While in her eighties, Bourgeois produced a series of enclosed installation works she referred to as Cells. Many are small enclosures into which the viewer is prompted to peer inward at arrangements of symbolic objects; others are small rooms into which the viewer is invited to enter. In the cell pieces, Bourgeois uses earlier sculptural forms, found objects as well as personal items that carried strong personal emotional charge for the artist.
The cells enclose psychological and intellectual states, primarily feelings of fear and pain. Bourgeois stated that the Cells represent “different types of pain; physical, emotional and psychological, mental and intellectual… Each Cell deals with a fear. Fear is pain… Each Cell deals with the pleasure of the voyeur, the thrill of looking and being looked at.”
The “Cell” series explores the relations between microcosm and macrocosm. Cells have many definitions, from a small biological component of our body’s system to the cages, pens, convents, and rooms used to confine prisoners, animals, nuns, and artists. Cells have the connotation of being prolific units, like families, that belong to a larger system.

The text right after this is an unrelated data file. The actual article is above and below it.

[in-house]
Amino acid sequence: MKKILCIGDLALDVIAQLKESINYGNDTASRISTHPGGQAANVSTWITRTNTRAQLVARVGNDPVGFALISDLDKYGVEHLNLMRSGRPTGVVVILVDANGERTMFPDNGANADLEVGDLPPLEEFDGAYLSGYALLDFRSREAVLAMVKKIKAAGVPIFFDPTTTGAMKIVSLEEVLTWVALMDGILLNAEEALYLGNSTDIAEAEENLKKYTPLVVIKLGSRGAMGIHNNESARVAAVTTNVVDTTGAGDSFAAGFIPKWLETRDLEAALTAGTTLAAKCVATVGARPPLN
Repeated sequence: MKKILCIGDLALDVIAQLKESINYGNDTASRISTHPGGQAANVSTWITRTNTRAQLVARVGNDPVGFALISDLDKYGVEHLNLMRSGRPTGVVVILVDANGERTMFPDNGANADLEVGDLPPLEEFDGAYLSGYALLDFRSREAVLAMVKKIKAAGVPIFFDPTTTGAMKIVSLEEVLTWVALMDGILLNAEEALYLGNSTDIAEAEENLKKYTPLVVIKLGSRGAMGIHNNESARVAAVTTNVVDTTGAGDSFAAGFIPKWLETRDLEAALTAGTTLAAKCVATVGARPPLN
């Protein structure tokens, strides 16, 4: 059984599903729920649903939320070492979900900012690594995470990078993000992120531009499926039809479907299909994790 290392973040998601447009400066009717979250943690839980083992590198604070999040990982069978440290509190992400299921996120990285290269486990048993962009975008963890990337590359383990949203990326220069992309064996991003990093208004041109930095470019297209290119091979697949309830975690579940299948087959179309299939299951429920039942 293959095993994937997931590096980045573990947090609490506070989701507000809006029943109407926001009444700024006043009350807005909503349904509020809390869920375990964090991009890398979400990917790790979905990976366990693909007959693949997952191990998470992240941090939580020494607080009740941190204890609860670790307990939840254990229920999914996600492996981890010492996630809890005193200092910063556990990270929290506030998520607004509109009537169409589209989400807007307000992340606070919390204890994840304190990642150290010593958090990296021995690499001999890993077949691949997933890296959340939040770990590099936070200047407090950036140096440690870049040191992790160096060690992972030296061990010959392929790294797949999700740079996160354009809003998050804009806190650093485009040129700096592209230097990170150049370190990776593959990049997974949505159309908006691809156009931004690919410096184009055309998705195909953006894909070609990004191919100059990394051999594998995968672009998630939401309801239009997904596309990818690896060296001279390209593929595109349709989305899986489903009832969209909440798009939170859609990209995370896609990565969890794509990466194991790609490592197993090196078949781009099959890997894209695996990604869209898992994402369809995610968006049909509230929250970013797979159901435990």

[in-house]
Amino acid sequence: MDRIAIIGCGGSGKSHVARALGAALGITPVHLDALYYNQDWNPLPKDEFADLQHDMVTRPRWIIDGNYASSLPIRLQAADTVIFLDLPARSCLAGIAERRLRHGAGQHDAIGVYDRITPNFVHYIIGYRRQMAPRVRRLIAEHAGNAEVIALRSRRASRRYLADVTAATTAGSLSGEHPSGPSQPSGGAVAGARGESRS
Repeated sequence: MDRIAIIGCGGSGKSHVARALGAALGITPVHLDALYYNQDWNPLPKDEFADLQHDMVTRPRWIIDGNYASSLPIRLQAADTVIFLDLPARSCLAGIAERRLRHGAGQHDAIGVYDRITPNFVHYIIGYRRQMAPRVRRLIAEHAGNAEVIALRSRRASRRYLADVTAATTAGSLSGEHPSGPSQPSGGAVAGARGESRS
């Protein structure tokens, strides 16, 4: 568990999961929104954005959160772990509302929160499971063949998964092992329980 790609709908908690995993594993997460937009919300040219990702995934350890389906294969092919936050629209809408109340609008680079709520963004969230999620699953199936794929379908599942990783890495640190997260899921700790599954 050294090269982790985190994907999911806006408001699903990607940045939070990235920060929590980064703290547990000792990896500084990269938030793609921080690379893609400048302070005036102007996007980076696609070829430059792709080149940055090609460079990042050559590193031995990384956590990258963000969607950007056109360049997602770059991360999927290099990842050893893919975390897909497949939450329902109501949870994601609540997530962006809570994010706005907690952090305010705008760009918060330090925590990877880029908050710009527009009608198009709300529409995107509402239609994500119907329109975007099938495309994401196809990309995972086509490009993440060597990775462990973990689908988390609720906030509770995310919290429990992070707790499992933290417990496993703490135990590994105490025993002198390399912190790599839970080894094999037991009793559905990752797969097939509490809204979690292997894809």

Bourgeois’s cells serve in these and other capacities. Some are framed by wooden doors and some by metal cages. Most of the structures have openings or mirrors suspended from the ceiling that invite the viewer to observe, perhaps to spy upon, the inhabitants. These works have many layers of activity; others, such as Cell (1993), are minimal containers. The metal is rusted, the windows broken and dusty. Unlike some, this dwelling isn’t fully inhabited. The grouping of a small, less finished sphere between two larger polished marble spheres could represent a family. These forms also recall the round marble eyes that stare out from Bourgeois’s other works. The cage door opens just enough to let the baby, if it could move, squeeze through. Observation mirrors, positioned over the “family” and the viewer, are the artist’s “eyes”; if we look into them, we enter the cage.
Among her most explicitly autobiographical installations, the Cells recreate architectures that Bourgeois remembered from childhood. This series of works is perhaps her most influential, and arguably her best: dense, claustrophobic interiors, thick with association.